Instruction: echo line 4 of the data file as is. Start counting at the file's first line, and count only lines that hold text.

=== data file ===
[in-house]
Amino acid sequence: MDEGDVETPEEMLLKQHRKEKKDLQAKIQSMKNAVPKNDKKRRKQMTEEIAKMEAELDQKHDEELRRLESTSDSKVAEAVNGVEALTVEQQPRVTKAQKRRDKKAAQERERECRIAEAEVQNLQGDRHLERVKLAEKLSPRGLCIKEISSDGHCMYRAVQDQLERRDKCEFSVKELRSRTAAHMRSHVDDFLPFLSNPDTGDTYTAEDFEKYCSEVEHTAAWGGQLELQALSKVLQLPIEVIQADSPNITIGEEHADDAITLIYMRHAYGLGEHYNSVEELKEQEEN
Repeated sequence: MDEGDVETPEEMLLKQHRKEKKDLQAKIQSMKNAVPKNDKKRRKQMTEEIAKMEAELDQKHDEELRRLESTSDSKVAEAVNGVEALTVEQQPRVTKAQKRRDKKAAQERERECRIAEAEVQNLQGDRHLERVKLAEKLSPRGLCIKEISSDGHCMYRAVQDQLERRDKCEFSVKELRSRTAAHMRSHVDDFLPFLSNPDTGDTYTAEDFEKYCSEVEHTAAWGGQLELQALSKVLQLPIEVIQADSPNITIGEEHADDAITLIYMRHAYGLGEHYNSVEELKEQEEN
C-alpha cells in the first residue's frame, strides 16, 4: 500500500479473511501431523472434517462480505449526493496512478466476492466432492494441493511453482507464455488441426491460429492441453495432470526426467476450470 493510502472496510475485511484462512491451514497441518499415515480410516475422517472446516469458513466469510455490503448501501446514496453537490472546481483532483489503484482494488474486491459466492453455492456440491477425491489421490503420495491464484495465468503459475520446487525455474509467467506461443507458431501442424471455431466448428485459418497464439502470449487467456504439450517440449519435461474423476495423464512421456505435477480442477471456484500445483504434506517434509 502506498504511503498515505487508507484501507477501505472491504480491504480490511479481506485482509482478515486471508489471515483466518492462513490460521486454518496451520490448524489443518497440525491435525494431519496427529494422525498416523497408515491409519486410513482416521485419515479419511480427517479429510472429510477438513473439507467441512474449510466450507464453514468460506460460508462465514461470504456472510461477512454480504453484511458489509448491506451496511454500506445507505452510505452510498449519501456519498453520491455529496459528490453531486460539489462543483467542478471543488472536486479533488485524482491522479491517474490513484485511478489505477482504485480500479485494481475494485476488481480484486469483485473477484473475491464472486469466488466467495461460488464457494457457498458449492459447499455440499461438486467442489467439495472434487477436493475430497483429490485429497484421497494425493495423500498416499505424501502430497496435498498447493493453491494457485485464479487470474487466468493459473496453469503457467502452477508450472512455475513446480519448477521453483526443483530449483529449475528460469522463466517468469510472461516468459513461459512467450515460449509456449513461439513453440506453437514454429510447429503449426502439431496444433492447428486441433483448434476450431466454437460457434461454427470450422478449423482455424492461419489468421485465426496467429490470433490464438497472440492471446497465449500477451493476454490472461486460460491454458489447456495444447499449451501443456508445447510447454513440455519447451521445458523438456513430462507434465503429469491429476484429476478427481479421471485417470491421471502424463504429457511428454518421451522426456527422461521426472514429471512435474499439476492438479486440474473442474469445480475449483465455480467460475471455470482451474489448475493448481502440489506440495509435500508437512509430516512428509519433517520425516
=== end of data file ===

C-alpha cells in the first residue's frame, strides 16, 4: 500500500479473511501431523472434517462480505449526493496512478466476492466432492494441493511453482507464455488441426491460429492441453495432470526426467476450470 493510502472496510475485511484462512491451514497441518499415515480410516475422517472446516469458513466469510455490503448501501446514496453537490472546481483532483489503484482494488474486491459466492453455492456440491477425491489421490503420495491464484495465468503459475520446487525455474509467467506461443507458431501442424471455431466448428485459418497464439502470449487467456504439450517440449519435461474423476495423464512421456505435477480442477471456484500445483504434506517434509 502506498504511503498515505487508507484501507477501505472491504480491504480490511479481506485482509482478515486471508489471515483466518492462513490460521486454518496451520490448524489443518497440525491435525494431519496427529494422525498416523497408515491409519486410513482416521485419515479419511480427517479429510472429510477438513473439507467441512474449510466450507464453514468460506460460508462465514461470504456472510461477512454480504453484511458489509448491506451496511454500506445507505452510505452510498449519501456519498453520491455529496459528490453531486460539489462543483467542478471543488472536486479533488485524482491522479491517474490513484485511478489505477482504485480500479485494481475494485476488481480484486469483485473477484473475491464472486469466488466467495461460488464457494457457498458449492459447499455440499461438486467442489467439495472434487477436493475430497483429490485429497484421497494425493495423500498416499505424501502430497496435498498447493493453491494457485485464479487470474487466468493459473496453469503457467502452477508450472512455475513446480519448477521453483526443483530449483529449475528460469522463466517468469510472461516468459513461459512467450515460449509456449513461439513453440506453437514454429510447429503449426502439431496444433492447428486441433483448434476450431466454437460457434461454427470450422478449423482455424492461419489468421485465426496467429490470433490464438497472440492471446497465449500477451493476454490472461486460460491454458489447456495444447499449451501443456508445447510447454513440455519447451521445458523438456513430462507434465503429469491429476484429476478427481479421471485417470491421471502424463504429457511428454518421451522426456527422461521426472514429471512435474499439476492438479486440474473442474469445480475449483465455480467460475471455470482451474489448475493448481502440489506440495509435500508437512509430516512428509519433517520425516